The teachers sought to have their disputes submitted to binding arbitration. The County Superintendent and County Board refused to submit to arbitration, relying on their position that the classification of teacher certificates is not an arbitrable matter. When the teachers attempted to proceed to arbitration unilaterally, the County Board filed bills of complaint on September 14, 1983, in the Circuit Court for Dorchester County, asking for a declaratory judgment and an order staying arbitration. The Board based its requests for relief on three grounds: 1) that the disputes were not committed to arbitration under the terms of the collective bargaining agreement; 2) that the power to rate a teacher's certificate is vested by statute in the County Superintendent and the County Board and is not delegable to an arbitrator; and 3) that any review of a decision by a county superintendent and county board concerning the proper teacher's certificate is committed by § 4-205(c) of the Education Article to the State Board of Education and is not delegable to an arbitrator. The cases were consolidated before trial.
Section 4-205(c) of the Education Article provides in part that:
"[a] decision of a county superintendent may be appealed to the county board if taken in writing within 30 days after the decision of the county superintendent. The decision may be further appealed to the State Board if taken in writing within 30 days after the decision of the county board."
The circuit court denied the stay of arbitration, holding that "the disputes in these cases are subject to arbitration." In so holding, the court found that these disputes are within the scope of arbitration under the collective bargaining agreement. The court also found that "there was no illegal or improper delegation to arbitration" and that the disputes at issue are within the scope of permissible collective bargaining under the Education Article.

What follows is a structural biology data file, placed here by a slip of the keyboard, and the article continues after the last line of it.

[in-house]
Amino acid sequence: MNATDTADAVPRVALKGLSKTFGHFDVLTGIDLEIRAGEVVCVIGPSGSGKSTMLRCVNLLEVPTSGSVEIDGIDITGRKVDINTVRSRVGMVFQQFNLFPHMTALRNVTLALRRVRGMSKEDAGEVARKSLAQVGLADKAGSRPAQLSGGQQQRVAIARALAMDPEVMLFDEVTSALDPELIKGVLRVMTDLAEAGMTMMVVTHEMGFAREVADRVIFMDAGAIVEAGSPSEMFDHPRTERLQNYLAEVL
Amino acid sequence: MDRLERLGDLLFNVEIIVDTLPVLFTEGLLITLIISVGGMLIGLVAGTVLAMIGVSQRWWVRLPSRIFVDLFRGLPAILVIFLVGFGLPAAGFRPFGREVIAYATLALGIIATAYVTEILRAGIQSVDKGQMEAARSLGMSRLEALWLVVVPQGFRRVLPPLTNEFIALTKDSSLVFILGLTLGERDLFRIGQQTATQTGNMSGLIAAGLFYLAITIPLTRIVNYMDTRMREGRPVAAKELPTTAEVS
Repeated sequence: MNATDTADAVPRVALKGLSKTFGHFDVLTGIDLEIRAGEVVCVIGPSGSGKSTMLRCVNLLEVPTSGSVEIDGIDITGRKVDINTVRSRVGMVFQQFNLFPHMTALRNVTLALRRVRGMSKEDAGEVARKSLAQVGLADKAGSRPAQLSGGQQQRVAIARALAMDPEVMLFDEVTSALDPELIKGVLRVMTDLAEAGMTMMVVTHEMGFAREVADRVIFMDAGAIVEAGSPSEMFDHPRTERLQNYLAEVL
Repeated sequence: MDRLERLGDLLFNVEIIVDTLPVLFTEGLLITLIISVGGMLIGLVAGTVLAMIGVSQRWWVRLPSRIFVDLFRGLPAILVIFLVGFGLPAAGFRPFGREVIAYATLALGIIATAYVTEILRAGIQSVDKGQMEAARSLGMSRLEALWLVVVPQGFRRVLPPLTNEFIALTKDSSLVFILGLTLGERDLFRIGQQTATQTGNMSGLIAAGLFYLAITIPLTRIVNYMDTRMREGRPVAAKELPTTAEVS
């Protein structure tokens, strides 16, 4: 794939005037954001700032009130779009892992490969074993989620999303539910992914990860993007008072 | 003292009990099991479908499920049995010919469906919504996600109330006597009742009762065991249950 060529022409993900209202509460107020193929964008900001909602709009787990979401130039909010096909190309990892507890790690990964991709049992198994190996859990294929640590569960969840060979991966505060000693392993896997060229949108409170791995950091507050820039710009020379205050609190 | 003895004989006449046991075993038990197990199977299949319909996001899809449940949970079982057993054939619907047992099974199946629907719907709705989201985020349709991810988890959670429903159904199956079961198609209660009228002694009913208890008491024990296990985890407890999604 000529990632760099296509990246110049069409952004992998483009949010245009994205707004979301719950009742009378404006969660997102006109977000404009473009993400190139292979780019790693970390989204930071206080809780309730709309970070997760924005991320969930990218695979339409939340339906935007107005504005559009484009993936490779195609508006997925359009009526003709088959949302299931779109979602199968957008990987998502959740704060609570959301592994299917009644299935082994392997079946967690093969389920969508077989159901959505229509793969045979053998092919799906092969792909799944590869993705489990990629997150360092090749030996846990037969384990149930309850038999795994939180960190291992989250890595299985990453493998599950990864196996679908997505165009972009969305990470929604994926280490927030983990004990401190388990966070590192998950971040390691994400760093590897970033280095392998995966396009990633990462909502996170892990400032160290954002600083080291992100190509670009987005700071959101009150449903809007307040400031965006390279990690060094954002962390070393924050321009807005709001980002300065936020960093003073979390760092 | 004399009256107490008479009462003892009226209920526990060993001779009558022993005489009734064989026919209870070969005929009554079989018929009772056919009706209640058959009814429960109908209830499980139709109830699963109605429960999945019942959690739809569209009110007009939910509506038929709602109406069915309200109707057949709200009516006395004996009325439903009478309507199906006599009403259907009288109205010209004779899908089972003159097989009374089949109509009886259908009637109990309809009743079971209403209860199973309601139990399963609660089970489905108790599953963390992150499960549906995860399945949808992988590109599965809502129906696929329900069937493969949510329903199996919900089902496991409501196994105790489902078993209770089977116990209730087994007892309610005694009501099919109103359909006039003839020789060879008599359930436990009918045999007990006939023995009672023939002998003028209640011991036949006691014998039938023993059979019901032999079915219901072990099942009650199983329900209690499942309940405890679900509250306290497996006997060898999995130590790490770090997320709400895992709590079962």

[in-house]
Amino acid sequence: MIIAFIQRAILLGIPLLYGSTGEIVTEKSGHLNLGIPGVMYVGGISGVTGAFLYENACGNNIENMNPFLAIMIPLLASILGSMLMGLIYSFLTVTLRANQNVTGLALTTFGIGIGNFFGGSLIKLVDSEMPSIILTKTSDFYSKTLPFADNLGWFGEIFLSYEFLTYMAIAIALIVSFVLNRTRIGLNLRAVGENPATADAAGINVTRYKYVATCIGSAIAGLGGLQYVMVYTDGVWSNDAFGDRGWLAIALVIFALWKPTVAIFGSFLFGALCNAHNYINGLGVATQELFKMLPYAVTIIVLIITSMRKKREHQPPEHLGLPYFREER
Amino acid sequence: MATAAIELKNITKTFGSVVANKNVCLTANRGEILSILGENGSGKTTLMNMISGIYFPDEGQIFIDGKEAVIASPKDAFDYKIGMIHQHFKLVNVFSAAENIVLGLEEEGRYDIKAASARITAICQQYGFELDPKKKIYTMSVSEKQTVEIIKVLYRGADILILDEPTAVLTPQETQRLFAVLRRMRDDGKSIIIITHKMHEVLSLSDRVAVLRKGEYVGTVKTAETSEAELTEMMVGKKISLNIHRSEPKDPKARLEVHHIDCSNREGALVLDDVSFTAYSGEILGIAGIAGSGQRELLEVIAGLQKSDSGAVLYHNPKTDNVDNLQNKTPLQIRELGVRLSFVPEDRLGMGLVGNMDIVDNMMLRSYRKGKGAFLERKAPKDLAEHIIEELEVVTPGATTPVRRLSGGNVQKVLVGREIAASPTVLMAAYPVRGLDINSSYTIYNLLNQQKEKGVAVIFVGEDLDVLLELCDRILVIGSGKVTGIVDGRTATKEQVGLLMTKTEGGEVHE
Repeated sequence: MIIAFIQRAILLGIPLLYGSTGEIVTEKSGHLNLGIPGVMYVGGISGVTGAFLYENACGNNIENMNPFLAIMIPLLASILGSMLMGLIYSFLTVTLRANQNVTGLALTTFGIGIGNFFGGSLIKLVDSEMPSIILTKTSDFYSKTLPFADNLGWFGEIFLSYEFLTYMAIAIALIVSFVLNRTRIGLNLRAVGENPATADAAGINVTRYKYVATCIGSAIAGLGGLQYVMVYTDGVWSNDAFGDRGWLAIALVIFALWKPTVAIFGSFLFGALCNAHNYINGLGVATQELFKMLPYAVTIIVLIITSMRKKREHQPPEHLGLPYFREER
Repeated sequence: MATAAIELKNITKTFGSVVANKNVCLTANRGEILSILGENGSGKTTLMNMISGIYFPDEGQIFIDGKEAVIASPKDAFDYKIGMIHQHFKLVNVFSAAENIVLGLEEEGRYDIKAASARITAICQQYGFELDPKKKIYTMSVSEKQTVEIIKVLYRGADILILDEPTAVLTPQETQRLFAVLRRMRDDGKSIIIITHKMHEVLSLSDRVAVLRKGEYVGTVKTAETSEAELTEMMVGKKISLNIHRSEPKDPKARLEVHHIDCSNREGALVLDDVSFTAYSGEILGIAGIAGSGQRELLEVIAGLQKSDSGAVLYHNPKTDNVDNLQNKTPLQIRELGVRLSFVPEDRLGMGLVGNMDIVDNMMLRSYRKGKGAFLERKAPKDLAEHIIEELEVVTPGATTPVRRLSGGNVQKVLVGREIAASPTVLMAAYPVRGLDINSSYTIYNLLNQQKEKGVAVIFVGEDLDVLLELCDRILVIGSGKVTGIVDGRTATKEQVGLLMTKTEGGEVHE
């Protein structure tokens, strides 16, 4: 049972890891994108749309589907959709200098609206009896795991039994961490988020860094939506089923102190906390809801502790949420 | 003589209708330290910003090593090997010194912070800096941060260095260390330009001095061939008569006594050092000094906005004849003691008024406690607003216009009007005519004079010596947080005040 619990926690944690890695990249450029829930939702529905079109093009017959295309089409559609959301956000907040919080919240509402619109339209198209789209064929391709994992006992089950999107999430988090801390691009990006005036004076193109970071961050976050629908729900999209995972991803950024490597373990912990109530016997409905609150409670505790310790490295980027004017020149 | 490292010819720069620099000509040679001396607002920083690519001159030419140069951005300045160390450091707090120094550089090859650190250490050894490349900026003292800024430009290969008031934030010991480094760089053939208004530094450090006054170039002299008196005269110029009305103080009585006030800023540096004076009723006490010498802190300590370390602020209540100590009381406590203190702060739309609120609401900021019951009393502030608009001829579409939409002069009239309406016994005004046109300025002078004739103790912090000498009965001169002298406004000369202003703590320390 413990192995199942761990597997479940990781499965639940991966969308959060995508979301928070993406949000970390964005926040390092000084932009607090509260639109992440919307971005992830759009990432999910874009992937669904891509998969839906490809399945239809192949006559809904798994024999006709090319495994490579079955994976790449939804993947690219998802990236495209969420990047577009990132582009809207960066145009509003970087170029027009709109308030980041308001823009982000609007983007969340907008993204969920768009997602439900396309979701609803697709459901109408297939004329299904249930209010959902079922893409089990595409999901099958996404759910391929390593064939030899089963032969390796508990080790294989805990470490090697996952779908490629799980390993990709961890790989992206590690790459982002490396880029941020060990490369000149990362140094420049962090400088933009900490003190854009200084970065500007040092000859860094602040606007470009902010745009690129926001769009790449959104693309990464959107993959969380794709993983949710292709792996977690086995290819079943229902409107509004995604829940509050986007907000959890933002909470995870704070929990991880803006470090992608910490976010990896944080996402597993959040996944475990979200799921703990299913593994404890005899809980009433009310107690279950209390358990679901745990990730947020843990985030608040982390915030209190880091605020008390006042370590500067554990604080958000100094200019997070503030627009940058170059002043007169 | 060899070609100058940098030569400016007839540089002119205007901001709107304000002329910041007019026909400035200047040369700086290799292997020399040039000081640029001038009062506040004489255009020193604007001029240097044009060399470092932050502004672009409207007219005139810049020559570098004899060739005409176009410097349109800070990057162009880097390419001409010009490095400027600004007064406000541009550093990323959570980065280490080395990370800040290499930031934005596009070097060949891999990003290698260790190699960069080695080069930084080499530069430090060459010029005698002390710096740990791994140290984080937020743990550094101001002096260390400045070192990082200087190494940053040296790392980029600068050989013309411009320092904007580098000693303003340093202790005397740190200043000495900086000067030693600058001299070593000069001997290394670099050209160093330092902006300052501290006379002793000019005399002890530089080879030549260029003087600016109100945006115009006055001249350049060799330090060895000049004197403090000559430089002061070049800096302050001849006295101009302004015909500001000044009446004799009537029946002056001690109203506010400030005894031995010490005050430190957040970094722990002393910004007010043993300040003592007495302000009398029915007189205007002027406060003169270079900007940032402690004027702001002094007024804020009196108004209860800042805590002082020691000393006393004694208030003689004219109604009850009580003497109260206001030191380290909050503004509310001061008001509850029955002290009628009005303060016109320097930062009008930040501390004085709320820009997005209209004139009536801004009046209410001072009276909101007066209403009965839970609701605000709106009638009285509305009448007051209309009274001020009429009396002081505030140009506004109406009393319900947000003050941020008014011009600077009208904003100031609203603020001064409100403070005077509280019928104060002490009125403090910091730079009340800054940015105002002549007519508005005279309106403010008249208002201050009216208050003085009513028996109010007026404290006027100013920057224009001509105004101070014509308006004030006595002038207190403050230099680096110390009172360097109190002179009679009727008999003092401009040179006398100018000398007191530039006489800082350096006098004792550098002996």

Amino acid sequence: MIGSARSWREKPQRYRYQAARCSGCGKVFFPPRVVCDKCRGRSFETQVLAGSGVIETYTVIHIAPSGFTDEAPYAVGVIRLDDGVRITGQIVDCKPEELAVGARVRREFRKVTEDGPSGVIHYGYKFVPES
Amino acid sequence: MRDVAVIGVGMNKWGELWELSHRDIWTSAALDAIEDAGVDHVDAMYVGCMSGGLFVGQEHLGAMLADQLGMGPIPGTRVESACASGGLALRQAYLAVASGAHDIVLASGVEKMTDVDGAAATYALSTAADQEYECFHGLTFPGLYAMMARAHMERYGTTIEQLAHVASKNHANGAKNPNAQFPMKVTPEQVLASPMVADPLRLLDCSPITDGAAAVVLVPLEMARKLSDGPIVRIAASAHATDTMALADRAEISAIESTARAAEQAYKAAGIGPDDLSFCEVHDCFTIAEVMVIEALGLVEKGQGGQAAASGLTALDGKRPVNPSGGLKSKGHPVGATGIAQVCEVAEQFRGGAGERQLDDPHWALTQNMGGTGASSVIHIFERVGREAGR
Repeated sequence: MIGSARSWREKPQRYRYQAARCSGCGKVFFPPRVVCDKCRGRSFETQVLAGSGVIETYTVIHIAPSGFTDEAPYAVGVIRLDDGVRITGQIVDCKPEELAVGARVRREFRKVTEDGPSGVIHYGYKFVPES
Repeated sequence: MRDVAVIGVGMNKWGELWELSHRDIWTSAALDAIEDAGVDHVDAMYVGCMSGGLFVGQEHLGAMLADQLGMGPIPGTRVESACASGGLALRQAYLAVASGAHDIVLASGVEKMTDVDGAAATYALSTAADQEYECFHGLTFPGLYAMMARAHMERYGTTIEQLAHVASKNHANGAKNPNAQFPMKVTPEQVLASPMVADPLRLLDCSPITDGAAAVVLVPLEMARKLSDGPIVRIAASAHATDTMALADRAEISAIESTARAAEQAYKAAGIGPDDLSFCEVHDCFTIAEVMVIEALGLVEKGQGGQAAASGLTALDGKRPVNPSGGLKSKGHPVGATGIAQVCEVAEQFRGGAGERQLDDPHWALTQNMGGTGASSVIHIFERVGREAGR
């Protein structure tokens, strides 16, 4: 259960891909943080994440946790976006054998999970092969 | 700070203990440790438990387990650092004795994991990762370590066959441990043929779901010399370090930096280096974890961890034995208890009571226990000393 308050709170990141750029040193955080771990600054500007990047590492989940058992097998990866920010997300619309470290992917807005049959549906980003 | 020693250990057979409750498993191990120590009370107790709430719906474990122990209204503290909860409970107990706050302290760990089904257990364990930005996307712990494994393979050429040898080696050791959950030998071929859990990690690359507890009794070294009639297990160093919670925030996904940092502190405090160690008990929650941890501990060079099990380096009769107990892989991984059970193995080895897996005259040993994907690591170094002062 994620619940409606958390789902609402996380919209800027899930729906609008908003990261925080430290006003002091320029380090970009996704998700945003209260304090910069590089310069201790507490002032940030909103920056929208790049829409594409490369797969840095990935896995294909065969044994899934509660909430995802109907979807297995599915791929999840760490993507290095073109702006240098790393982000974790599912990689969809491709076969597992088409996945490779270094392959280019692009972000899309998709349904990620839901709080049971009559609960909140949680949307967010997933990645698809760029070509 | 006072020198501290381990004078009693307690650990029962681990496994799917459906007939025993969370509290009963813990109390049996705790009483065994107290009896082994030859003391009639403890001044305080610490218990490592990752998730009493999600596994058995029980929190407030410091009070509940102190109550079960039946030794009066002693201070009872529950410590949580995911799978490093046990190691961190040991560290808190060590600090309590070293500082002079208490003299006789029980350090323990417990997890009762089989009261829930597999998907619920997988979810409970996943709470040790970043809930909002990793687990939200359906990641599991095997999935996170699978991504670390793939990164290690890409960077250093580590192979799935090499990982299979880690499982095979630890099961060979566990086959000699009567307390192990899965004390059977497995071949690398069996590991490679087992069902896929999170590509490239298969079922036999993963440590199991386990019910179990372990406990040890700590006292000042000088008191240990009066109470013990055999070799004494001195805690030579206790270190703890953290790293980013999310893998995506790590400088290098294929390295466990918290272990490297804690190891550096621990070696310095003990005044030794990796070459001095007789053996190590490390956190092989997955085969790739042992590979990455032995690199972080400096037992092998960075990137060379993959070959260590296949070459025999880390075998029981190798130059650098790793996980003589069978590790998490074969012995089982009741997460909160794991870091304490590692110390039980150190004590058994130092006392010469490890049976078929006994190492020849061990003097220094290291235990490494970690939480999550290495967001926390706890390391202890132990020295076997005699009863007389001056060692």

In deciding that these disputes are within the scope of permissible collective bargaining under the Education Article, the Court relied on what it deemed "persuasive" Pennsylvania authority. See School District of the City of Erie v. Erie Education Association, 67 Pa. Cmwlth. 383, 447 A.2d 686, 689 (1982). The court did not discuss the Maryland cases dealing with collective bargaining and arbitration in the public sector. See Office Prof. Employees Int'l v. MTA, 295 Md. 88, 453 A.2d 1191 (1982); Maryland Cl. Emp. Ass'n v. Anderson, 281 Md. 496, 380 A.2d 1032 (1977); Mugford v. City of Baltimore, 185 Md. 266, 44 A.2d 745 (1945). The court did not interpret the language of § 6-408(b)(1), which authorizes collective bargaining concerning matters "that relate to salaries, wages, hours, and other working conditions," as expressly including disputes over teacher evaluations and the classification of teacher's certificates. Instead, the trial court stated that the statute does not expressly withdraw such disputes from the scope of collective bargaining and that, therefore, the County Board had authority to subject them to binding arbitration.
For these reasons, the circuit court concluded that "[u]nder the facts of these cases, respondents have the election at this point to proceed either through the appeal process contemplated by Code . . . § 4-205, or through arbitration under the applicable provisions of the Negotiated Agreement." The court, therefore, denied the County Board's requests for relief. By agreement of the parties, however, the trial court stayed the execution of its order pending a decision on appeal.